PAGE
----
Ontario’s experience seems to be at odds with the views of the Australian, British, US and Canadian veterinary associations:
In 2004, the last full year before the Pit Bull ban was introduced, there were 984 licensed pit bulls in the city and 168 reported bites. Last year (2013) there were 501 pit bulls registered in Toronto, and just 13 bites. That’s right — the number of reported bites went from 168 to 13.
During the first 5 years of the ban, reported bites from Pit Bulls (and the 3 other banned breeds) fell from 71 to 6. Initially, it looked like the ban had succeeded, and in some ways it did, Toronto recorded only 19 Pit Bull attacks in 2014, down from 112 in 2005. However, it has not managed to reduce the overall number of dog attacks which reached record levels (767) in 2014.
In 2005 when the Pit Bull ban commenced in Ontario, attacks by German Shepherds were the most prevalent (112); in the 2014 figures, German Shepherd attacks were still the most prevalent (92). So why were Pit Bulls singled out?
I am neither an advocate or opponent of breed-specific legislation, this is a decision for the government to make based on advice and recommendations from the Australian Veterinary Association. I just want to walk my dog without being attacked.
This is the AVAs current view:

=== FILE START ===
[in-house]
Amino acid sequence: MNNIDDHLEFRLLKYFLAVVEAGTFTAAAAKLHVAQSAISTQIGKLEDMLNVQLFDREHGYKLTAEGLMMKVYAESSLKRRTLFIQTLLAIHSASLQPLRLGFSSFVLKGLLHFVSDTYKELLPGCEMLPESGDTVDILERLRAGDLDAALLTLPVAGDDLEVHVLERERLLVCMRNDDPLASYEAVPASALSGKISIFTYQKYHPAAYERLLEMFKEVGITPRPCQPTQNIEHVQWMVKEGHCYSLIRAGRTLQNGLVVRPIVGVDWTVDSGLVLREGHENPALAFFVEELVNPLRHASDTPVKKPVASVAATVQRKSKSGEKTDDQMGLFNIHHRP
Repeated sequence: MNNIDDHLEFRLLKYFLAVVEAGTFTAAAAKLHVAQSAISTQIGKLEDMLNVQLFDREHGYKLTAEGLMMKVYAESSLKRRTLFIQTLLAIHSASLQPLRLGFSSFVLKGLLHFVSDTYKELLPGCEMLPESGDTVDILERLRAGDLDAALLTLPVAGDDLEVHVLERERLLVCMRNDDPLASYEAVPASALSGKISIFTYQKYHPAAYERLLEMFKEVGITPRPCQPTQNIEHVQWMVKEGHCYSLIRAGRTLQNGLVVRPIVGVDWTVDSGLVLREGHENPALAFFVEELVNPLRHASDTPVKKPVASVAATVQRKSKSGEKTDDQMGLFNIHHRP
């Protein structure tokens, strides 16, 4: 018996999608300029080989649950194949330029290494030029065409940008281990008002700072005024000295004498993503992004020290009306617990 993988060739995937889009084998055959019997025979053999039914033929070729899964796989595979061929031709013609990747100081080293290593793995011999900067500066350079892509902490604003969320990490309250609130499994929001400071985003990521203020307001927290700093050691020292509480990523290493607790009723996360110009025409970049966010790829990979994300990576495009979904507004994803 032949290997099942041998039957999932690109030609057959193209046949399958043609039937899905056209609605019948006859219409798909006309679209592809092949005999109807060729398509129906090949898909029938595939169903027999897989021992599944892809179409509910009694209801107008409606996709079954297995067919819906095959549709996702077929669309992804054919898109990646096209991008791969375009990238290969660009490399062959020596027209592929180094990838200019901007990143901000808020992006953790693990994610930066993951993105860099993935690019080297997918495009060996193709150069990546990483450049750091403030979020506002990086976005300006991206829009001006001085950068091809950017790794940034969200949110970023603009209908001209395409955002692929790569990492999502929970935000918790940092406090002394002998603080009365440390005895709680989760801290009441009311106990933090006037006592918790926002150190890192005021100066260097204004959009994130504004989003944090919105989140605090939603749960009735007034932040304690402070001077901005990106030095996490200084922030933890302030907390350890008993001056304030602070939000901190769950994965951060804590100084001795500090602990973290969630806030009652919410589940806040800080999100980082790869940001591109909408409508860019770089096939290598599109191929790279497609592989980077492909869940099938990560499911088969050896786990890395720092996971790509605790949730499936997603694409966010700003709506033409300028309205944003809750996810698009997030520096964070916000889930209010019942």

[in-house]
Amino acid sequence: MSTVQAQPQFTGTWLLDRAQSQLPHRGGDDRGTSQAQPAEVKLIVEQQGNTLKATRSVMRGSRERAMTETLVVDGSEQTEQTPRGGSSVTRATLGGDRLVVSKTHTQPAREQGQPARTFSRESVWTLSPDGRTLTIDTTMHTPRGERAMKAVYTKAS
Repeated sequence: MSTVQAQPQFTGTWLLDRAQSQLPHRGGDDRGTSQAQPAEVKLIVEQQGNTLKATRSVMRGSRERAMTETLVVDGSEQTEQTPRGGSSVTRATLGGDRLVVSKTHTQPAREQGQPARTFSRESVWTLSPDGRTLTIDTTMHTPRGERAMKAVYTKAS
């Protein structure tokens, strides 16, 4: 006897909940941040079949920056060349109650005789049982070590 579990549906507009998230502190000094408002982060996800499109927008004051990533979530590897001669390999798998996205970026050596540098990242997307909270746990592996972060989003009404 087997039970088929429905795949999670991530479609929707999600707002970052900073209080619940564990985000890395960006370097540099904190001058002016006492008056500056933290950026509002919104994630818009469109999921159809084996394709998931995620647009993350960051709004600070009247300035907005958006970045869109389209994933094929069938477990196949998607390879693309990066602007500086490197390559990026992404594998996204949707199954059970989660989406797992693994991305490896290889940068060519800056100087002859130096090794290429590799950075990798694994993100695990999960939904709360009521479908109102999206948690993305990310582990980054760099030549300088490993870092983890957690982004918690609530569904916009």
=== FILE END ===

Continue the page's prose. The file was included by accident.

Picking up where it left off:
The failure of breed-specific legislation to prevent dog attacks is due to a number of factors:
- Firstly, breed on its own is not an effective indicator or predictor of aggression in dogs
- Secondly, it is not possible to precisely determine the breed of the types of dogs targeted by breed-specific legislation by appearance or by DNA analysis
- Thirdly, the number of animals that would need to be removed from a community to have a meaningful impact on hospital admissions is so high that the removal of any one breed would have negligible impact
- Finally, breed-specific legislation ignores the human element whereby dog owners who desire this kind of dog will simply substitute another breed of dog of similar size, strength and perception of aggressive tendencies
Every study and research paper about breed-specific restrictions and high-risk dogs reaches the same conclusion. Dog owners who desire this kind of dog.
IT’S A PEOPLE PROBLEM, NOT A DOG PROBLEM
The ‘problem’ has been identified, so why has nothing been done to address it?
It’s now 5 years since the Australian Veterinary Association published excerpts (pages 7-8) from authors listed above in its Dangerous Dogs – a sensible solution policy and model legislation framework.
The future outlook is grim. In the hands of irresponsible owners, 7 of the top 10 dog breeds in 2017 are large (potentially aggressive) ones. If the situation is bad now, it’s surely only going to get worse unless something is done to minimise the risks.
It’s time for SAPOL to practice what they preach
The South Australian Police proudly proclaim ‘Keeping SA Safe’, presumably that also includes people who wish to walk their dog safely without being attacked.
If dog attacks are to decline in SA, SAPOL must engage with vets and councils to make it more difficult for high-risk dogs to get into the hands of dog owners who desire this kind of dog.